The First Day, The Third Novell (Filomena)
Melchisedech a Jew, by recounting a Tale of three Rings, to the great Soldan, named Saladine, prevented a great danger which was prepared for him.
The First Day, The Seventh Novell (Filostrato)
Bergamino, by telling a tale of a skilfull man, named Primasso, and of an Abbot of Clugni; honestly checked a new kinde of Covetousnesse, in Mayster Can de la Scala.
The First Day, The Eight Novell (Lauretta)
Guillaume Boursier, with a few quaint and familiar words, checkt the miserable covetousnesse of Signior Herminio de Grimaldi.
The Second Day, The Fifth Novell (Fiammetta)
Andrea de Piero, travelling from Perouse to Naples to buy Horses, was (in the space of one night) surprised by three admirable accidents, out of all which he fortunately escaped, and with a rich Ring, returned home to his owne house.
The Third Day, The Second Novell (Pampinea)
A querry of the Stable, belonging to Agilulffo, King of the Lombardes, found the meanes of accesse to the Queenes bed, without any knowledge or consent in her. This being secretly discovered by the King, and the party known, he gave him a marke, by shearing the haire of his head. Whereupon, he that was so shorne, sheared likewise the heads of all his fellowes in the lodging, and so escaped the punishment intended towards him.
The Sixth Day, The Second Novell (Pampinea)
Cistio a Baker, by a wittie answer which he gave unto Messer Geri Spina, caused him to acknowledge a very indiscreete motion, which he had made to the said Cistio.
The Sixth Day, The Fourth Novell (Neifile)
Chichibio, the Cooke to Messer Currado Gianfiliazzi, by a sodaine pleasant answer which he made to his Master; converted his anger into laughter, and thereby escaped the punishment, that Messer meant to impose on him.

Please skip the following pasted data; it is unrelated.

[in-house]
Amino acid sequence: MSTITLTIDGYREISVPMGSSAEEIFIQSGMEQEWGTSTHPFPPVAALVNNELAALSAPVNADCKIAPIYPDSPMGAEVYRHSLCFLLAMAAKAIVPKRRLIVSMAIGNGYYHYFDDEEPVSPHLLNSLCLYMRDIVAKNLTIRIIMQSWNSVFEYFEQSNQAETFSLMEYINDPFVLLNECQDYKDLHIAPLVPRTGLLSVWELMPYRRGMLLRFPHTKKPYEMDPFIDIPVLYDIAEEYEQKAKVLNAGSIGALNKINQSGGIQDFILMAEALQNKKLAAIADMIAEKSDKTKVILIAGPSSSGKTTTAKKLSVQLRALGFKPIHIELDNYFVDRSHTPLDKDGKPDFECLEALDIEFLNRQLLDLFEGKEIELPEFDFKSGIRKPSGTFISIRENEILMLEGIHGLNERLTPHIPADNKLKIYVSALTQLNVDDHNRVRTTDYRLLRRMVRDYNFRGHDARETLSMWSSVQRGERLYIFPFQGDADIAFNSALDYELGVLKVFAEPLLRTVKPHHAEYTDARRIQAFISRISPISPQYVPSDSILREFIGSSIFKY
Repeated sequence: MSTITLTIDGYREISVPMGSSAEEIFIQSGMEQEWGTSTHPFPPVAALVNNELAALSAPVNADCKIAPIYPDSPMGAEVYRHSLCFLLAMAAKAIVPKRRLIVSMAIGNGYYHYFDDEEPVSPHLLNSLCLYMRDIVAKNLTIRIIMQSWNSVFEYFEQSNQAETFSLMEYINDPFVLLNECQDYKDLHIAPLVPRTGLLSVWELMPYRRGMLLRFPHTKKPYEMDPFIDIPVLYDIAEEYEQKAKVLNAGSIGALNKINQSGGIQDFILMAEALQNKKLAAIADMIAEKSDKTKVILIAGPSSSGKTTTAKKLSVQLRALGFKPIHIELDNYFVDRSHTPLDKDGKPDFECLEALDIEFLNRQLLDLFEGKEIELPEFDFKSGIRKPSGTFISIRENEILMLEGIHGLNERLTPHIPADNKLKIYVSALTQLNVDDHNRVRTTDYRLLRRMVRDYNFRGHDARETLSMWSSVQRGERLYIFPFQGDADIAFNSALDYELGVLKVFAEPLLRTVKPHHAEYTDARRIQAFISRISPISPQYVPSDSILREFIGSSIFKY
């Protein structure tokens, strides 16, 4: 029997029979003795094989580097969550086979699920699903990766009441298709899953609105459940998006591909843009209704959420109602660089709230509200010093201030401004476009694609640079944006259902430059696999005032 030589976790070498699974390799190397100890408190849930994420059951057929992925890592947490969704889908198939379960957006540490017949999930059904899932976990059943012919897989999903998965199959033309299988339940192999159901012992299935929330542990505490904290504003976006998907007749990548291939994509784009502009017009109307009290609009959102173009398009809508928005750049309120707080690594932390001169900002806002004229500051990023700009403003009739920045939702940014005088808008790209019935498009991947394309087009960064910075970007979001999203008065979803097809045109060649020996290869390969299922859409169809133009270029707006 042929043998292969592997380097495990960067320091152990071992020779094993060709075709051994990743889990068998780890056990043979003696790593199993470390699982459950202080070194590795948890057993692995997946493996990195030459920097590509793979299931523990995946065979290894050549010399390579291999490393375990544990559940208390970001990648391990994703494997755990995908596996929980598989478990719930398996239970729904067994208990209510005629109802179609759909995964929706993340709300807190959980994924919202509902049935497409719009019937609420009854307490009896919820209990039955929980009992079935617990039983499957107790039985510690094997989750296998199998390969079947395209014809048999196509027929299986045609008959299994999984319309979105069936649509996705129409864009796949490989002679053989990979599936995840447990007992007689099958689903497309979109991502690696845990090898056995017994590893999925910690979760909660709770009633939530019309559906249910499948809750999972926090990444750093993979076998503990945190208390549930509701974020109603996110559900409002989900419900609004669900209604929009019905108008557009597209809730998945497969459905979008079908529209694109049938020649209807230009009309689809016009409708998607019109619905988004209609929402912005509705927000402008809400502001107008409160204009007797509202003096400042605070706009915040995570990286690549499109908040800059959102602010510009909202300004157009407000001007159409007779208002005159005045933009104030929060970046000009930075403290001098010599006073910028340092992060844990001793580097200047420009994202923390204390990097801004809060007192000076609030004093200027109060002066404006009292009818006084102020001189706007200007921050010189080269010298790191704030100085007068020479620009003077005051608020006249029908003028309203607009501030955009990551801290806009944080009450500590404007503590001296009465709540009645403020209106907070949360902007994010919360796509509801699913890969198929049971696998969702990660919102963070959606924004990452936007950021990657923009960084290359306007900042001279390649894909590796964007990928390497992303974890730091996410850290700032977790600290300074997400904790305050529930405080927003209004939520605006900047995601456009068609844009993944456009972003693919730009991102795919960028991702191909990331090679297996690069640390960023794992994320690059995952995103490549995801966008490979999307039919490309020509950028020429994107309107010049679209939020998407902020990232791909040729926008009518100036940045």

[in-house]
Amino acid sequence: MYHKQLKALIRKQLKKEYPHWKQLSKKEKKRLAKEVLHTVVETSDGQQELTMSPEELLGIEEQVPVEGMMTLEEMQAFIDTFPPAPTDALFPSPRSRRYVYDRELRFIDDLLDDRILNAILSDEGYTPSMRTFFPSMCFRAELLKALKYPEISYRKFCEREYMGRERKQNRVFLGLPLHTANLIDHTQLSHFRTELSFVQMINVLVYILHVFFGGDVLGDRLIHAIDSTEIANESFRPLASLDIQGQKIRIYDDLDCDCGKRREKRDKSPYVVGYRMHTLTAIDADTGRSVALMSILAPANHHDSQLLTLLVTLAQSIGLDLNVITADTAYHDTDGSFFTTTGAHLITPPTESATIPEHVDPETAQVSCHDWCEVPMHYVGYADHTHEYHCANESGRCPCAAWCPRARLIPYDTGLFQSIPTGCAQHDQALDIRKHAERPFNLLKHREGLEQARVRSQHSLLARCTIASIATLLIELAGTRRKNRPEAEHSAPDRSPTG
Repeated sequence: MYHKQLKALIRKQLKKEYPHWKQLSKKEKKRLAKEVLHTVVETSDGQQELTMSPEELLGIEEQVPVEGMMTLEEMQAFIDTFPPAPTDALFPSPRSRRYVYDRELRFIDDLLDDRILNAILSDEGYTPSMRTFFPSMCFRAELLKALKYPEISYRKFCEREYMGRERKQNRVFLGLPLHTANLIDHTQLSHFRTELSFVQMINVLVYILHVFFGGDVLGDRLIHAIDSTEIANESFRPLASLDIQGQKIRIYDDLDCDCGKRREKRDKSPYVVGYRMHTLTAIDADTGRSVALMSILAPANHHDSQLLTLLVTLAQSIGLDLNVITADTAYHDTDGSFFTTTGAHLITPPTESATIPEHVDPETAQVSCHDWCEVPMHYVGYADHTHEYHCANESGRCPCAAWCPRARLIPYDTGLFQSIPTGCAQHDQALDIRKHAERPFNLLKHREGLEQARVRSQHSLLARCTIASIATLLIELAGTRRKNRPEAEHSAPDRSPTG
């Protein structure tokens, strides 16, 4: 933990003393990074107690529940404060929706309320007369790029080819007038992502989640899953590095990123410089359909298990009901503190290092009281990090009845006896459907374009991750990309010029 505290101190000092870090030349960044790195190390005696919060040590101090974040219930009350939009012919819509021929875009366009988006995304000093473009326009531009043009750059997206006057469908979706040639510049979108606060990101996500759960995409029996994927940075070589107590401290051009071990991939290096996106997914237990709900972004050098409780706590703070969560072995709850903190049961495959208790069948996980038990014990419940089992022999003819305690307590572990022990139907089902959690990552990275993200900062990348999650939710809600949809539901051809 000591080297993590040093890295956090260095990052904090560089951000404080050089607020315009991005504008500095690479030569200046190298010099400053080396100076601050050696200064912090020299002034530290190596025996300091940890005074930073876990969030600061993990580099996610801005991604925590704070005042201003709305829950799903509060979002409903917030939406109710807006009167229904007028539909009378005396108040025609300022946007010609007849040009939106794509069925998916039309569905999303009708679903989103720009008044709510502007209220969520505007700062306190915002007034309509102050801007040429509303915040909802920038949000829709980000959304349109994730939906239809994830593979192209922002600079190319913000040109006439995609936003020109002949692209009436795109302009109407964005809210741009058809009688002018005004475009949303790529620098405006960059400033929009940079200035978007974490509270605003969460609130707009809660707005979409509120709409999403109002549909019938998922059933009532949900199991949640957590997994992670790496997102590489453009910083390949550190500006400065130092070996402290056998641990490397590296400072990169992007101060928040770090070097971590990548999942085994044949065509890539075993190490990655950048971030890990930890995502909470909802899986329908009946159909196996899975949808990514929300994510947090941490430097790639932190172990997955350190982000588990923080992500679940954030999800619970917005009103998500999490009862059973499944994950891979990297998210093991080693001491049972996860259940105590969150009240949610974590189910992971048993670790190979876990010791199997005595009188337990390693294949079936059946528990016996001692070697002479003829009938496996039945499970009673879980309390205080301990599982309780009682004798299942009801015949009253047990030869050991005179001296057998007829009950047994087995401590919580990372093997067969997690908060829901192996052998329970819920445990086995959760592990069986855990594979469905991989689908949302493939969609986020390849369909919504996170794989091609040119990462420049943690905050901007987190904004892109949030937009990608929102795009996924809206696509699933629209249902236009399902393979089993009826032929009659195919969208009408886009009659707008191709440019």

The Sixth Day, The Fifth Novell (Panfilo)
Messer Forese da Rabatte, and Maister Giotto, a Painter by his profession, comming together from Mugello, scornfully reprehended one another for their deformity of body.
The Sixth Day, The Sixth Novell (Fiammetta)
Michiele Scalza proves to some young men that the family of the Baronchi was the most noble in the world, for which he gets a good supper.
The Sixth Day, The Ninth Novell (Elissa)
Signior Guido Cavalcante, with a sodaine and witty answer, reprehended the rash folly of certaine Florentine Gentlemen, that thought to scorne and flout him.
The Eigth Day, The Third Novell (Elissa)
Calandrino, Bruno, and Buffalmaco, all of them being Painters by profession, travelled to the Plaine of Mugnone, to finde the precious Stone called Helitropium. Calandrino no perswaded himselfe to have found it; returned home to his house heavily loaden with stones. His Wife rebuking him for his absence, hee groweth into anger, and shrewdly beateth her. Afterward, when the case is debated among his other friends Bruno and Buffalmaco, all is found to be meere foolery.
The Eigth Day, The Fifth Novell (Filostrato)
Three pleasant Companions, plaide a merry pranke with a Judge (belonging to the Marquesate of Ancona) at Florence, at such time as he sate on the Bench, and hearing criminall causes.
The Eigth Day, The Sixth Novell (Filomena)